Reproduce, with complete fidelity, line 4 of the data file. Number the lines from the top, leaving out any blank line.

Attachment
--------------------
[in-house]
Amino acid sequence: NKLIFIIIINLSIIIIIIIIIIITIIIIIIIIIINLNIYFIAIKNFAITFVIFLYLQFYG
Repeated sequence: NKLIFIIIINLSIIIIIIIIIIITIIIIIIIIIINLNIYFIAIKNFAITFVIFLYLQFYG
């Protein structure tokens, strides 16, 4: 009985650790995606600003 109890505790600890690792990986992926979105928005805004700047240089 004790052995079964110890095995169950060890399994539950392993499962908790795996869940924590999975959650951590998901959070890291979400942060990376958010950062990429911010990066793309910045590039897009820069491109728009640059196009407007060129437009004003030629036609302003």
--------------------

């Protein structure tokens, strides 16, 4: 009985650790995606600003 109890505790600890690792990986992926979105928005805004700047240089 004790052995079964110890095995169950060890399994539950392993499962908790795996869940924590999975959650951590998901959070890291979400942060990376958010950062990429911010990066793309910045590039897009820069491109728009640059196009407007060129437009004003030629036609302003």